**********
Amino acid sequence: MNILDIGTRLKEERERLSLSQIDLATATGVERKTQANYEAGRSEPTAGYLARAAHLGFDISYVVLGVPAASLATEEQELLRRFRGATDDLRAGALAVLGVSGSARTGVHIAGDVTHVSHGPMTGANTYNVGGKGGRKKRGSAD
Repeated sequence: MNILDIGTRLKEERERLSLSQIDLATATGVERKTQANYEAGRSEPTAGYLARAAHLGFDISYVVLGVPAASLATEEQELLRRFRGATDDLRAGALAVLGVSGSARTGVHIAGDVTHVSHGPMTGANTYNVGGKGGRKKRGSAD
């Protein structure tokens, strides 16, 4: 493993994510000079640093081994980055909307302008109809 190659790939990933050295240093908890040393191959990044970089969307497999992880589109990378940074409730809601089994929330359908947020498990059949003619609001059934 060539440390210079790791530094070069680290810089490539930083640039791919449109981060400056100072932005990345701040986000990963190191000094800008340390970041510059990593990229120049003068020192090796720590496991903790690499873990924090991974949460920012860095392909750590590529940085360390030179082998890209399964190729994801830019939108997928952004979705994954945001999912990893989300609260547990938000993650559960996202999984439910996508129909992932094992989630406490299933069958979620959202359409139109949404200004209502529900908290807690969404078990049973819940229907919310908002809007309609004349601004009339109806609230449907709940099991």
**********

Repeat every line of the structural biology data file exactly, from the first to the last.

Amino acid sequence: MNILDIGTRLKEERERLSLSQIDLATATGVERKTQANYEAGRSEPTAGYLARAAHLGFDISYVVLGVPAASLATEEQELLRRFRGATDDLRAGALAVLGVSGSARTGVHIAGDVTHVSHGPMTGANTYNVGGKGGRKKRGSAD
Repeated sequence: MNILDIGTRLKEERERLSLSQIDLATATGVERKTQANYEAGRSEPTAGYLARAAHLGFDISYVVLGVPAASLATEEQELLRRFRGATDDLRAGALAVLGVSGSARTGVHIAGDVTHVSHGPMTGANTYNVGGKGGRKKRGSAD
């Protein structure tokens, strides 16, 4: 493993994510000079640093081994980055909307302008109809 190659790939990933050295240093908890040393191959990044970089969307497999992880589109990378940074409730809601089994929330359908947020498990059949003619609001059934 060539440390210079790791530094070069680290810089490539930083640039791919449109981060400056100072932005990345701040986000990963190191000094800008340390970041510059990593990229120049003068020192090796720590496991903790690499873990924090991974949460920012860095392909750590590529940085360390030179082998890209399964190729994801830019939108997928952004979705994954945001999912990893989300609260547990938000993650559960996202999984439910996508129909992932094992989630406490299933069958979620959202359409139109949404200004209502529900908290807690969404078990049973819940229907919310908002809007309609004349601004009339109806609230449907709940099991």